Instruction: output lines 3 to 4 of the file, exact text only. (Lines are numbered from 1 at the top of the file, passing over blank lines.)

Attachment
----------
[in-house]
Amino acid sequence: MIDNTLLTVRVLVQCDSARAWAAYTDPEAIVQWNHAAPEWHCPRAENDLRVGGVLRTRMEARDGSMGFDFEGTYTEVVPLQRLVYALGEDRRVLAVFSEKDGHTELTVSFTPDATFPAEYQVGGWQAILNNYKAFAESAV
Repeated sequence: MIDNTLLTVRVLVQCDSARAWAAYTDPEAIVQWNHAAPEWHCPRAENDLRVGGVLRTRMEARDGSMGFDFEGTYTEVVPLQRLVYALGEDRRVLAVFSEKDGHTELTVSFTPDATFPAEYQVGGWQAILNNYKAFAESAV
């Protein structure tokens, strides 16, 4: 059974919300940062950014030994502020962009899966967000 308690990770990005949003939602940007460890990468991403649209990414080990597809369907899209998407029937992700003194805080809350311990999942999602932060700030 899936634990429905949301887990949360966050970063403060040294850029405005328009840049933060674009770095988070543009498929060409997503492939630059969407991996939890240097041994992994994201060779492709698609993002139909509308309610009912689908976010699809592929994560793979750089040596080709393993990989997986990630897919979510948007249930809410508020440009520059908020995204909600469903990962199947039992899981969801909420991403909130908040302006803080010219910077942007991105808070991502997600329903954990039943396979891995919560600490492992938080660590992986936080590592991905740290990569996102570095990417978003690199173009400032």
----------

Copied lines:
Repeated sequence: MIDNTLLTVRVLVQCDSARAWAAYTDPEAIVQWNHAAPEWHCPRAENDLRVGGVLRTRMEARDGSMGFDFEGTYTEVVPLQRLVYALGEDRRVLAVFSEKDGHTELTVSFTPDATFPAEYQVGGWQAILNNYKAFAESAV
């Protein structure tokens, strides 16, 4: 059974919300940062950014030994502020962009899966967000 308690990770990005949003939602940007460890990468991403649209990414080990597809369907899209998407029937992700003194805080809350311990999942999602932060700030 899936634990429905949301887990949360966050970063403060040294850029405005328009840049933060674009770095988070543009498929060409997503492939630059969407991996939890240097041994992994994201060779492709698609993002139909509308309610009912689908976010699809592929994560793979750089040596080709393993990989997986990630897919979510948007249930809410508020440009520059908020995204909600469903990962199947039992899981969801909420991403909130908040302006803080010219910077942007991105808070991502997600329903954990039943396979891995919560600490492992938080660590992986936080590592991905740290990569996102570095990417978003690199173009400032």